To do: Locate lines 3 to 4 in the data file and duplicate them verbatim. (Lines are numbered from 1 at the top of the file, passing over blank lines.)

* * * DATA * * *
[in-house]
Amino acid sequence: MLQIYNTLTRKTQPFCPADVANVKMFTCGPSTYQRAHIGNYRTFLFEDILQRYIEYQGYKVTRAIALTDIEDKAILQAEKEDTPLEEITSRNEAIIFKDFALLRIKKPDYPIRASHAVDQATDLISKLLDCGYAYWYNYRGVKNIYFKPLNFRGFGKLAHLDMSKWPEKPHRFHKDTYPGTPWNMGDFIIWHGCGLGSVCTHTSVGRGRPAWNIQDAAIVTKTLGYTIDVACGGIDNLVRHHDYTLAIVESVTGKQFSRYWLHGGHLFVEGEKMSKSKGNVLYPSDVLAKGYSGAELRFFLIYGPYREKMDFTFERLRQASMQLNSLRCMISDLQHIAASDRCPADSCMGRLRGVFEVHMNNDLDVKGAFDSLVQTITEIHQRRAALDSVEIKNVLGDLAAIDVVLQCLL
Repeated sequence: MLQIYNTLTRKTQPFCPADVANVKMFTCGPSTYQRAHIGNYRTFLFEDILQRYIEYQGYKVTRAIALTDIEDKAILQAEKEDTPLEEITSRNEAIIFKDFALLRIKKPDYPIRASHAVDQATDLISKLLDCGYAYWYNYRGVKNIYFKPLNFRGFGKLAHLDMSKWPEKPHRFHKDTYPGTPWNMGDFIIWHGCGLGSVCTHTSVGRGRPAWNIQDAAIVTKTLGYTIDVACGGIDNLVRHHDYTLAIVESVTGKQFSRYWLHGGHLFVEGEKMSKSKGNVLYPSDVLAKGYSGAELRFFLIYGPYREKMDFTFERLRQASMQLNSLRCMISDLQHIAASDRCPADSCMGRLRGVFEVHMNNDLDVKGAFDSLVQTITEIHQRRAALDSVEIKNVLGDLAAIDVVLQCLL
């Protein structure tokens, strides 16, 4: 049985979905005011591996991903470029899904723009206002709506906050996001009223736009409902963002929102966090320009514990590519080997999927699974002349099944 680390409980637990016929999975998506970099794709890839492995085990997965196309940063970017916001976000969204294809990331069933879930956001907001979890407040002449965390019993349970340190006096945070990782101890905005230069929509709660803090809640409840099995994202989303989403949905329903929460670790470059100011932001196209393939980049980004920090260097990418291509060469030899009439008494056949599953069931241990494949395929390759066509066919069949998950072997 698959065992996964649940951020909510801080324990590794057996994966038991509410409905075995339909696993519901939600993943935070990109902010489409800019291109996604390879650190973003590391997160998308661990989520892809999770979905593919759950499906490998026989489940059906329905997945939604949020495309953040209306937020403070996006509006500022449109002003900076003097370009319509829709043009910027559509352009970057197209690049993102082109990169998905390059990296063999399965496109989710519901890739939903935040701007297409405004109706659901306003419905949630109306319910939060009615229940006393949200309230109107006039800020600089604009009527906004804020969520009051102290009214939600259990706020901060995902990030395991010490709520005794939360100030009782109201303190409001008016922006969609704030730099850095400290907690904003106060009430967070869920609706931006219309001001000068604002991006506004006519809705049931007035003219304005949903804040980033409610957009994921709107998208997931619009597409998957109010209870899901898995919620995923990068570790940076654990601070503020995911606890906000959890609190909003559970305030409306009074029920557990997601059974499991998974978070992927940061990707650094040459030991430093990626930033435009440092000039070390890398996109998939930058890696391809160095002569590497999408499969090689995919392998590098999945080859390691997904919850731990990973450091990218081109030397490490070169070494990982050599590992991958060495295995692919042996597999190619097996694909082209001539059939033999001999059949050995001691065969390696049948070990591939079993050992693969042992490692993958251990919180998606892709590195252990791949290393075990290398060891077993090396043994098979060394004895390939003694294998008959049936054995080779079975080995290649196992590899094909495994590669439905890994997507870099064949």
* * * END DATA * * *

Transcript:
Repeated sequence: MLQIYNTLTRKTQPFCPADVANVKMFTCGPSTYQRAHIGNYRTFLFEDILQRYIEYQGYKVTRAIALTDIEDKAILQAEKEDTPLEEITSRNEAIIFKDFALLRIKKPDYPIRASHAVDQATDLISKLLDCGYAYWYNYRGVKNIYFKPLNFRGFGKLAHLDMSKWPEKPHRFHKDTYPGTPWNMGDFIIWHGCGLGSVCTHTSVGRGRPAWNIQDAAIVTKTLGYTIDVACGGIDNLVRHHDYTLAIVESVTGKQFSRYWLHGGHLFVEGEKMSKSKGNVLYPSDVLAKGYSGAELRFFLIYGPYREKMDFTFERLRQASMQLNSLRCMISDLQHIAASDRCPADSCMGRLRGVFEVHMNNDLDVKGAFDSLVQTITEIHQRRAALDSVEIKNVLGDLAAIDVVLQCLL
């Protein structure tokens, strides 16, 4: 049985979905005011591996991903470029899904723009206002709506906050996001009223736009409902963002929102966090320009514990590519080997999927699974002349099944 680390409980637990016929999975998506970099794709890839492995085990997965196309940063970017916001976000969204294809990331069933879930956001907001979890407040002449965390019993349970340190006096945070990782101890905005230069929509709660803090809640409840099995994202989303989403949905329903929460670790470059100011932001196209393939980049980004920090260097990418291509060469030899009439008494056949599953069931241990494949395929390759066509066919069949998950072997 698959065992996964649940951020909510801080324990590794057996994966038991509410409905075995339909696993519901939600993943935070990109902010489409800019291109996604390879650190973003590391997160998308661990989520892809999770979905593919759950499906490998026989489940059906329905997945939604949020495309953040209306937020403070996006509006500022449109002003900076003097370009319509829709043009910027559509352009970057197209690049993102082109990169998905390059990296063999399965496109989710519901890739939903935040701007297409405004109706659901306003419905949630109306319910939060009615229940006393949200309230109107006039800020600089604009009527906004804020969520009051102290009214939600259990706020901060995902990030395991010490709520005794939360100030009782109201303190409001008016922006969609704030730099850095400290907690904003106060009430967070869920609706931006219309001001000068604002991006506004006519809705049931007035003219304005949903804040980033409610957009994921709107998208997931619009597409998957109010209870899901898995919620995923990068570790940076654990601070503020995911606890906000959890609190909003559970305030409306009074029920557990997601059974499991998974978070992927940061990707650094040459030991430093990626930033435009440092000039070390890398996109998939930058890696391809160095002569590497999408499969090689995919392998590098999945080859390691997904919850731990990973450091990218081109030397490490070169070494990982050599590992991958060495295995692919042996597999190619097996694909082209001539059939033999001999059949050995001691065969390696049948070990591939079993050992693969042992490692993958251990919180998606892709590195252990791949290393075990290398060891077993090396043994098979060394004895390939003694294998008959049936054995080779079975080995290649196992590899094909495994590669439905890994997507870099064949």